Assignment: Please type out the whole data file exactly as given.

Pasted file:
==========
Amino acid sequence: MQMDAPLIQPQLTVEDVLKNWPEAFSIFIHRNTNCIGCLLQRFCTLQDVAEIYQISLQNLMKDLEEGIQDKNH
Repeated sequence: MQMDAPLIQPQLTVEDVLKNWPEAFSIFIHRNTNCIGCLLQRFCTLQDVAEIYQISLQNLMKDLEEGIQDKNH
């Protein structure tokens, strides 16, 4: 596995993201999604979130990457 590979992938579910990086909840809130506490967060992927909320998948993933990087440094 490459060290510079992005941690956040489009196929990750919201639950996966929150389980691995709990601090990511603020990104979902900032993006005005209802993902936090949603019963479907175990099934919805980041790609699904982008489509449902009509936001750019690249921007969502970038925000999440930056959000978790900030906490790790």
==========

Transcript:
Amino acid sequence: MQMDAPLIQPQLTVEDVLKNWPEAFSIFIHRNTNCIGCLLQRFCTLQDVAEIYQISLQNLMKDLEEGIQDKNH
Repeated sequence: MQMDAPLIQPQLTVEDVLKNWPEAFSIFIHRNTNCIGCLLQRFCTLQDVAEIYQISLQNLMKDLEEGIQDKNH
């Protein structure tokens, strides 16, 4: 596995993201999604979130990457 590979992938579910990086909840809130506490967060992927909320998948993933990087440094 490459060290510079992005941690956040489009196929990750919201639950996966929150389980691995709990601090990511603020990104979902900032993006005005209802993902936090949603019963479907175990099934919805980041790609699904982008489509449902009509936001750019690249921007969502970038925000999440930056959000978790900030906490790790």